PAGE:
McBride crunched the numbers in a pre-bubble era (2004) for a home purchased at $200,000 by a buyer in the 27 percent marginal tax bracket. Factoring in a 30-year mortgage, $1,200 in annual home insurance, closing costs of $5,500 and maintenance costs of $100 a month, along with property taxes, he calculated that it would take a selling price, 10 years later, of $395,404 just to break even. His conclusion gave Arzaga's view credence: "Homeownership may not be the moneymaker you think it is."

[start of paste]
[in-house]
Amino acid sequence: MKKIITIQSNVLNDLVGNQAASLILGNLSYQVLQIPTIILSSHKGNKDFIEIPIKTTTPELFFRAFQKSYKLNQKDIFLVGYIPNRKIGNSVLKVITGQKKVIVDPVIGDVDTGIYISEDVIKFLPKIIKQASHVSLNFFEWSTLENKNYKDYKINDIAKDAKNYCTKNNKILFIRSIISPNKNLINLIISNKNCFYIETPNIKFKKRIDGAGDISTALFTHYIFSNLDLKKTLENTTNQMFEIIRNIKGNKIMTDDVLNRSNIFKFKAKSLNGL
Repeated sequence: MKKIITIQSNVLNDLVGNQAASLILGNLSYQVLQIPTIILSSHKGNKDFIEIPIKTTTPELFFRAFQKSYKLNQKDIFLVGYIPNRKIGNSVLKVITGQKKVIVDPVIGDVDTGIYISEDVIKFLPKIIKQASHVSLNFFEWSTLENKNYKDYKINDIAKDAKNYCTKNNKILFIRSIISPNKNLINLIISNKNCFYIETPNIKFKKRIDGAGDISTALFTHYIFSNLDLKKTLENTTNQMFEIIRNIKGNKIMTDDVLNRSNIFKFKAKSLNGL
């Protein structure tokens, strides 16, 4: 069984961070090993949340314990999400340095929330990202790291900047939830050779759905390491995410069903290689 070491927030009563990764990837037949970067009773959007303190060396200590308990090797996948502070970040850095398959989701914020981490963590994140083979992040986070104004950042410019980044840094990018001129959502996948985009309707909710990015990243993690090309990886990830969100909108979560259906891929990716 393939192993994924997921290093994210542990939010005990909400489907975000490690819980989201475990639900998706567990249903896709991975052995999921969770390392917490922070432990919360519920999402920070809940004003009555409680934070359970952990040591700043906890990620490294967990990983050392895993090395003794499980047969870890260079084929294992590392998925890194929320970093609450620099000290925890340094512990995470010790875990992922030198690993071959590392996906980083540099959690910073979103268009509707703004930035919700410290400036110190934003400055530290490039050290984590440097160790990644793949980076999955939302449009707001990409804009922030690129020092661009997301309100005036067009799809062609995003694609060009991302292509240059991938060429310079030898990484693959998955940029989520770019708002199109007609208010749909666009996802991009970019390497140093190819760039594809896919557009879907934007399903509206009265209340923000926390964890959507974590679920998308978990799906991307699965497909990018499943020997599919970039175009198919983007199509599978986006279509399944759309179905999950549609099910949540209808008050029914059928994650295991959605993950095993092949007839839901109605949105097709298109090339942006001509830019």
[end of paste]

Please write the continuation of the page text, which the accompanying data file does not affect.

So your house would nearly have to double in order for you to make your money back. That is a 9% gain each year or you will be falling behind. I wonder what this breakdown would be for owning an apartment?